MLK Reflections

As I think today about Dr. King and what he stood for, I’m reminded of a lecture I heard many years ago about inadvertently reinforcing stereotypes.

Suppose I said, “I was tired when I got back from my vacation.” This is a comment about my being tired. But suppose I said, “I was tired when I got back from my European vacation.” Now the emphasis is on going to Europe.

Now consider the following:

  • “I consulted a lady doctor about my condition.”
  • “The ruling was made by a woman judge.”
  • “This black guy ran a red light.”

In all these cases the emphasis is on the adjective, making it the most important part of the statement. We are suggesting that it is significant that a woman can be a physician or a judge. In the last case, why is it significant that the person who ran the light was black?

I suggest we honor Dr. King and his quest for equality for all humankind by becoming aware of how our language can reinforce stereotypes.

Speaking of Dr. King, if you haven’t done so, you should really read “Letter From A Birmingham Jail.”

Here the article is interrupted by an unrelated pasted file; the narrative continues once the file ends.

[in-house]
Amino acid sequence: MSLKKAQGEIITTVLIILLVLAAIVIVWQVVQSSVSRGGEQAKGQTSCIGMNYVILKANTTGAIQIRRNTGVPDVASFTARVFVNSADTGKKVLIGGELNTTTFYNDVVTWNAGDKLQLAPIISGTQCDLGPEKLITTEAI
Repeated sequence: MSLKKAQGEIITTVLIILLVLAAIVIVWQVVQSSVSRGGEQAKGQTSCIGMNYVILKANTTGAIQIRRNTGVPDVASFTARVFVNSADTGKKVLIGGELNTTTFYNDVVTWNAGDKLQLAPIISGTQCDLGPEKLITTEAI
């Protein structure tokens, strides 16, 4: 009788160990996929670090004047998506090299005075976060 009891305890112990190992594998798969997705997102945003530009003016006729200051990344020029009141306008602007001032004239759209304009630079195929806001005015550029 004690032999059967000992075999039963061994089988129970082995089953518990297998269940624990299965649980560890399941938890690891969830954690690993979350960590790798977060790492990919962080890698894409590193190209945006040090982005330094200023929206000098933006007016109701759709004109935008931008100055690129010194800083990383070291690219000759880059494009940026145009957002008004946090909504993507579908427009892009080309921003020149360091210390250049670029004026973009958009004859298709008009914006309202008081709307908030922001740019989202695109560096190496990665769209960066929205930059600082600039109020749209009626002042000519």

I have put a copy below for your convenience.




  1. I agree with this to a point.. but .. if you are looking for a person, you have to use descriptive words about them. For example If when the guy ran a light, he ran over a little old lady and jumped out of the car and fled the scene. First off we’d probably care more than if he ran over a big fat chain-smoking child molester and… we’d need to know what color he was so we looked for him, we’d know when we found him,

    • Oh I agree Vic. But in that case it’s not superflous. If you say which singer did you like best and I say the black woman, that seems legitimate.

  2. ;0)

  3. Read this with my class on Friday. It was interesting to hear their thoughts.

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